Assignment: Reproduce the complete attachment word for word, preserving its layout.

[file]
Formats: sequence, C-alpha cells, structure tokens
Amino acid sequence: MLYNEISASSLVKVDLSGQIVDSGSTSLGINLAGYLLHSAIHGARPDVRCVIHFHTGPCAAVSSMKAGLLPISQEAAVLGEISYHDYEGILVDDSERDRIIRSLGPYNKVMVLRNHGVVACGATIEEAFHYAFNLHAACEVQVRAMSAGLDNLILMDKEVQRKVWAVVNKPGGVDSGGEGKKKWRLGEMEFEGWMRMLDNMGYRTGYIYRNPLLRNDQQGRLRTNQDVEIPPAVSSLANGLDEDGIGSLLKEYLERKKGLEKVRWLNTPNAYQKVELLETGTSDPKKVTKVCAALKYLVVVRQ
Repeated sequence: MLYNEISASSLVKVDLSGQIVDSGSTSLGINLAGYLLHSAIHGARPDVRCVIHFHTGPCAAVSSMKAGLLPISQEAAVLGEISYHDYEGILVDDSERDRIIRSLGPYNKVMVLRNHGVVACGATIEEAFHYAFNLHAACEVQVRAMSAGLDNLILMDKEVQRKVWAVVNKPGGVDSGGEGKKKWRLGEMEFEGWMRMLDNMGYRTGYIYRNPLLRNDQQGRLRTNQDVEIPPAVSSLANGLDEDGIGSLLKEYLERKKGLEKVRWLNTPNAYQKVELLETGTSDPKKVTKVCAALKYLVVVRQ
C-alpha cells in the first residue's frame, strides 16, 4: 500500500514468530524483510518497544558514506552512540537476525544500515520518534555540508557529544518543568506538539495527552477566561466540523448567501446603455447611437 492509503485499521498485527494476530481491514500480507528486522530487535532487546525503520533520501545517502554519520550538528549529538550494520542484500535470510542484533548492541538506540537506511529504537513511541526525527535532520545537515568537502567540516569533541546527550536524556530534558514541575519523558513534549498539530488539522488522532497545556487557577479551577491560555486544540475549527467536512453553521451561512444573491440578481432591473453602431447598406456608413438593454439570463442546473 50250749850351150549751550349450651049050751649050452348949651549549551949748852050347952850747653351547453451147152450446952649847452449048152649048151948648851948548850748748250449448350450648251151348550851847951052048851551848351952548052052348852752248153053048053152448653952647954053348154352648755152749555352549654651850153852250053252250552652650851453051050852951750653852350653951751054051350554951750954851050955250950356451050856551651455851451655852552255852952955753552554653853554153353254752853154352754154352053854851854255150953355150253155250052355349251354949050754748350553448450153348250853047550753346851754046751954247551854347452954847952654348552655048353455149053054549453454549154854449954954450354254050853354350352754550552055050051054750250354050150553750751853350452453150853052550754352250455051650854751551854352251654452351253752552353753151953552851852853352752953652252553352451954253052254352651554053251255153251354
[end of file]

Formats: sequence, C-alpha cells, structure tokens
Amino acid sequence: MLYNEISASSLVKVDLSGQIVDSGSTSLGINLAGYLLHSAIHGARPDVRCVIHFHTGPCAAVSSMKAGLLPISQEAAVLGEISYHDYEGILVDDSERDRIIRSLGPYNKVMVLRNHGVVACGATIEEAFHYAFNLHAACEVQVRAMSAGLDNLILMDKEVQRKVWAVVNKPGGVDSGGEGKKKWRLGEMEFEGWMRMLDNMGYRTGYIYRNPLLRNDQQGRLRTNQDVEIPPAVSSLANGLDEDGIGSLLKEYLERKKGLEKVRWLNTPNAYQKVELLETGTSDPKKVTKVCAALKYLVVVRQ
Repeated sequence: MLYNEISASSLVKVDLSGQIVDSGSTSLGINLAGYLLHSAIHGARPDVRCVIHFHTGPCAAVSSMKAGLLPISQEAAVLGEISYHDYEGILVDDSERDRIIRSLGPYNKVMVLRNHGVVACGATIEEAFHYAFNLHAACEVQVRAMSAGLDNLILMDKEVQRKVWAVVNKPGGVDSGGEGKKKWRLGEMEFEGWMRMLDNMGYRTGYIYRNPLLRNDQQGRLRTNQDVEIPPAVSSLANGLDEDGIGSLLKEYLERKKGLEKVRWLNTPNAYQKVELLETGTSDPKKVTKVCAALKYLVVVRQ
C-alpha cells in the first residue's frame, strides 16, 4: 500500500514468530524483510518497544558514506552512540537476525544500515520518534555540508557529544518543568506538539495527552477566561466540523448567501446603455447611437 492509503485499521498485527494476530481491514500480507528486522530487535532487546525503520533520501545517502554519520550538528549529538550494520542484500535470510542484533548492541538506540537506511529504537513511541526525527535532520545537515568537502567540516569533541546527550536524556530534558514541575519523558513534549498539530488539522488522532497545556487557577479551577491560555486544540475549527467536512453553521451561512444573491440578481432591473453602431447598406456608413438593454439570463442546473 50250749850351150549751550349450651049050751649050452348949651549549551949748852050347952850747653351547453451147152450446952649847452449048152649048151948648851948548850748748250449448350450648251151348550851847951052048851551848351952548052052348852752248153053048053152448653952647954053348154352648755152749555352549654651850153852250053252250552652650851453051050852951750653852350653951751054051350554951750954851050955250950356451050856551651455851451655852552255852952955753552554653853554153353254752853154352754154352053854851854255150953355150253155250052355349251354949050754748350553448450153348250853047550753346851754046751954247551854347452954847952654348552655048353455149053054549453454549154854449954954450354254050853354350352754550552055050051054750250354050150553750751853350452453150853052550754352250455051650854751551854352251654452351253752552353753151953552851852853352752953652252553352451954253052254352651554053251255153251354